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Is reduced iPhone 5 demand behind Foxconn's hiring freeze?

Apple's largest manufacturing partner, Foxconn Technology Group, has suspended recruitment of new hires, but the company said the decision was not related to production of the iPhone 5.

In an email statement, Taipei-based Foxconn said the hiring freeze was enacted after more employees returned from the Chinese New Year break than expected. The company denied a Financial Times report that said the hiring freeze was related to slowing iPhone 5 demand.

"Due to an unprecedented rate of return of employees following the Chinese New Year holiday compared to years past, our company has decided to temporarily slow down our recruitment process," Foxconn's statement reads. "This action is not related to any single customer and any speculation to the contrary is false and inaccurate."

The Financial Times on Wednesday reported that the hiring freeze was implemented amidst slowing demand for the iPhone 5. The freeze "underscores the weakening demand for some Apple products, which has put pressure on the US company's battered share price," the paper said.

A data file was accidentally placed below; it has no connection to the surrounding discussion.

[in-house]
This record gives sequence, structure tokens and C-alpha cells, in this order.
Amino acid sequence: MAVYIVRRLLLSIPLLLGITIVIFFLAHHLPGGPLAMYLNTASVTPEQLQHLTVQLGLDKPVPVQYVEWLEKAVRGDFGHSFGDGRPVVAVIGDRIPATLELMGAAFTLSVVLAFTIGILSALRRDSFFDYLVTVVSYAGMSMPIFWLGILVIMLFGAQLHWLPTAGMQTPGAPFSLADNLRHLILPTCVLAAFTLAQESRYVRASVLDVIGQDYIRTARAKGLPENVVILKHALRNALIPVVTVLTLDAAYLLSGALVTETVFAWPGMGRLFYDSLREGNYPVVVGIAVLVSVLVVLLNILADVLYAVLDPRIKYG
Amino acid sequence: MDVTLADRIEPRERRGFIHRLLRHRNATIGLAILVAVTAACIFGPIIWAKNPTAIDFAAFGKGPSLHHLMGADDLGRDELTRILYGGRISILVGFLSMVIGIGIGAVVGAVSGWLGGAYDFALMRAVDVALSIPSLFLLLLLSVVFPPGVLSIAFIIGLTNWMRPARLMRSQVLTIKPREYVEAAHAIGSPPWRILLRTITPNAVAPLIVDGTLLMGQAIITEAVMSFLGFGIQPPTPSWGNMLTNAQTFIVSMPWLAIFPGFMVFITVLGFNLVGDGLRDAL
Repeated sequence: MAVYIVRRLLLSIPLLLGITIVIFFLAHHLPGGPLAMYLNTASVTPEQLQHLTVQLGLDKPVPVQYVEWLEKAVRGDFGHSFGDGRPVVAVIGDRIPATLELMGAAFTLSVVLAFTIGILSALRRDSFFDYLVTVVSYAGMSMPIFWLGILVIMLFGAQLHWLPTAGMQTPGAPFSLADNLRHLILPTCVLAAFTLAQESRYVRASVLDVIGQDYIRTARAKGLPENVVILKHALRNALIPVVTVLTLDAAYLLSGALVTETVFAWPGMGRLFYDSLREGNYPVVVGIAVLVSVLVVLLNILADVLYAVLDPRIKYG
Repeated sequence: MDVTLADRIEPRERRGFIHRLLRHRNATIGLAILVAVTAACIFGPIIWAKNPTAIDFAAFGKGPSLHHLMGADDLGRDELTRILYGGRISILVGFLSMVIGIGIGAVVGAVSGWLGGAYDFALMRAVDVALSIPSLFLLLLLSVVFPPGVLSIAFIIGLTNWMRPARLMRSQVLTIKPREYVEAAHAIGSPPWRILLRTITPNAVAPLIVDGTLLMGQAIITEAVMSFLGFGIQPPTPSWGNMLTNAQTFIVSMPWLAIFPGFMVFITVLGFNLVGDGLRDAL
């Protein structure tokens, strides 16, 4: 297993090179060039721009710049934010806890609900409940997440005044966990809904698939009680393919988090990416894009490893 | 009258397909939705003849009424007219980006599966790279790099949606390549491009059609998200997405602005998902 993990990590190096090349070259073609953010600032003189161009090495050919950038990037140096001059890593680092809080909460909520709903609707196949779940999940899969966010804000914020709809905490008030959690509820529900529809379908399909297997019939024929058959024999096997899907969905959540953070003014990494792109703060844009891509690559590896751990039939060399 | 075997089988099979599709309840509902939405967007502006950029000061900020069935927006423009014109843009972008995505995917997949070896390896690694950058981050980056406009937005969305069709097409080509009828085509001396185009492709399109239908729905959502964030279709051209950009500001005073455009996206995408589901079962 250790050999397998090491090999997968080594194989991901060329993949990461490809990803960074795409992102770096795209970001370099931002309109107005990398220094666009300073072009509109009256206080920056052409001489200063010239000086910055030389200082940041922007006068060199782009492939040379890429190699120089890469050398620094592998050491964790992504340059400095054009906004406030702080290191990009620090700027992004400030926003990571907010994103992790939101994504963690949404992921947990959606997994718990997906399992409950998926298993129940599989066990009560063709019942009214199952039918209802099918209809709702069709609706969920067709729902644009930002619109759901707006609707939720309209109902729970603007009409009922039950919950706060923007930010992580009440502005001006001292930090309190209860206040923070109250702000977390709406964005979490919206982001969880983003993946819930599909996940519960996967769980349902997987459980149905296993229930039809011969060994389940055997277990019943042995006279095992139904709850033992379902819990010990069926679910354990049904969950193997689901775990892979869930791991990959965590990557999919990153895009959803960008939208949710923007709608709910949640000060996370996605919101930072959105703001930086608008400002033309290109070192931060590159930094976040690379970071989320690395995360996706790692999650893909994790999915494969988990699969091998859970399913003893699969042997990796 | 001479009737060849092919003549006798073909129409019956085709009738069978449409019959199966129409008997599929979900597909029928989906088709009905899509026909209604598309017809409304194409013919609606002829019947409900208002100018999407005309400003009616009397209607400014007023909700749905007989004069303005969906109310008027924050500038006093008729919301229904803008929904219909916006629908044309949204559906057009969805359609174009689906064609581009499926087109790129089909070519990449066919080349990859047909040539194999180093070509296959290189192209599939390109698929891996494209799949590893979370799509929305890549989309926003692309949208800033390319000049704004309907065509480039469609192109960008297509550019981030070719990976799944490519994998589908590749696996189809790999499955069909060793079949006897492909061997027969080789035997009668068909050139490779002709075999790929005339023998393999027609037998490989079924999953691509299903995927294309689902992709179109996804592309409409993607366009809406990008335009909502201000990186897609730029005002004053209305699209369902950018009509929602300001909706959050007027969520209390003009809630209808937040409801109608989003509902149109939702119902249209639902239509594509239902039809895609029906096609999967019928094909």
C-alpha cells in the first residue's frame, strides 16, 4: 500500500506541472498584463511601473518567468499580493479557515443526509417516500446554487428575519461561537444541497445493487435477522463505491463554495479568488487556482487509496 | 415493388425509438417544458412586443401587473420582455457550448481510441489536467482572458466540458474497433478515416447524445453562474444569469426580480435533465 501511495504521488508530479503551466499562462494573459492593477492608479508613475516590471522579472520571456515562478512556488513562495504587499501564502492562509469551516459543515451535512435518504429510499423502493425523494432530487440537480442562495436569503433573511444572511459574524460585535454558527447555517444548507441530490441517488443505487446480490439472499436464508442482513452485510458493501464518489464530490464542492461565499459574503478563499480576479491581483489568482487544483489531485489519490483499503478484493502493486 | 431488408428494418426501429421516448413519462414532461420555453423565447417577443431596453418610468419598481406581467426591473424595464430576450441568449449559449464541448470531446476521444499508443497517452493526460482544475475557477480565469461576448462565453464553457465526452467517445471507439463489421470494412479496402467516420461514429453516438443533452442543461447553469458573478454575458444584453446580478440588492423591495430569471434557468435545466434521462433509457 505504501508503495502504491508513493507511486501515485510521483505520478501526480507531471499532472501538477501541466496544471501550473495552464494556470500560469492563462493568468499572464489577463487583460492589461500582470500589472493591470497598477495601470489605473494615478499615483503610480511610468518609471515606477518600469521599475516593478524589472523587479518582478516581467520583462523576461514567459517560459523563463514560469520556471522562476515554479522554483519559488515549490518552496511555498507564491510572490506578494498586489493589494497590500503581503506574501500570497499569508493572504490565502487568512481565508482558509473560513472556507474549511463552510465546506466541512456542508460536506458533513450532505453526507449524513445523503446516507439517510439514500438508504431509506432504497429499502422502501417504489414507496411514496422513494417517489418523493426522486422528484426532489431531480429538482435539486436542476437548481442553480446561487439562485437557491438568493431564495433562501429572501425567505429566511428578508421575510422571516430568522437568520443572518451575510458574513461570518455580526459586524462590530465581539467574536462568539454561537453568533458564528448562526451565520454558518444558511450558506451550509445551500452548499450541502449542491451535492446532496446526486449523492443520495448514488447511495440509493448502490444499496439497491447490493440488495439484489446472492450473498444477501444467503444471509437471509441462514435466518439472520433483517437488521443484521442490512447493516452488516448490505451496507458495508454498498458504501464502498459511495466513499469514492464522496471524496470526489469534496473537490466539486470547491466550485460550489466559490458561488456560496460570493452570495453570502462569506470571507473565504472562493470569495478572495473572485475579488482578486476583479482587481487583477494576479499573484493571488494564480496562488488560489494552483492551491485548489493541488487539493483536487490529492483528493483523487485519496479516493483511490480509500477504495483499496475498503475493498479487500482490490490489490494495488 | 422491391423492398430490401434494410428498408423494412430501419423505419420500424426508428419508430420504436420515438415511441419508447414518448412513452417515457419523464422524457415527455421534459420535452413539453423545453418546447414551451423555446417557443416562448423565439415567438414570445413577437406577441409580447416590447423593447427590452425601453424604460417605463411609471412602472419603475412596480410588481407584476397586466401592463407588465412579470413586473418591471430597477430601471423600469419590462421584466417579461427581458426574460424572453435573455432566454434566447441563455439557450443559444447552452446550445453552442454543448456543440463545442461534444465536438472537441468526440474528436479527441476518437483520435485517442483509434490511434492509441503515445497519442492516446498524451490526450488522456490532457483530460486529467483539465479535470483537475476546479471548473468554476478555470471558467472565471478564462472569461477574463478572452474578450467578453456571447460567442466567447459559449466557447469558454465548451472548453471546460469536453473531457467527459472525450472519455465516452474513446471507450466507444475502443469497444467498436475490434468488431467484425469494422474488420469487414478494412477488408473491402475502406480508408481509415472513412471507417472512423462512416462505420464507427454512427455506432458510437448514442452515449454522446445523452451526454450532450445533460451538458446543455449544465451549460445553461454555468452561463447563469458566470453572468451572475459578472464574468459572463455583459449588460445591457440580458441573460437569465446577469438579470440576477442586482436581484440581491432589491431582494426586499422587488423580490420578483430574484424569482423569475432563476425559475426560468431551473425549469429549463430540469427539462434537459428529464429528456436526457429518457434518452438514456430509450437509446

An Apple spokeswoman did not immediately respond to a request for comment.

During an appearance at the Goldman Sachs Technology and Internet Conference last week, Apple chief Tim Cook was asked if there is a limit to Apple's potential iPhone market share gains. Cook responded in a very Apple fashion, arguing that the word limit is not "in the Apple vocabulary."

During a January earnings call, meanwhile, Cook downplayed reports that Apple had slimmed down its iPhone orders. Cook said he didn't want to comment on specific rumours from the Wall Street Journal and Nikkei ("I would spend my whole life doing that," he said), but encouraged people to "question the accuracy of any rumour about build plans."

"Even if a particular data point were factual, that doesn't tell the whole story," he said. "It would be impossible to actually interpret as to what it meant for our overall business."

Even if iPhone production is slowing, iPad mini manufacturing appears to be in full swing. According to Digitimes, AU Optronics topped 1 million panel shipments for the smaller tablet, and is working on panels for Apple's next-gen iPad mini.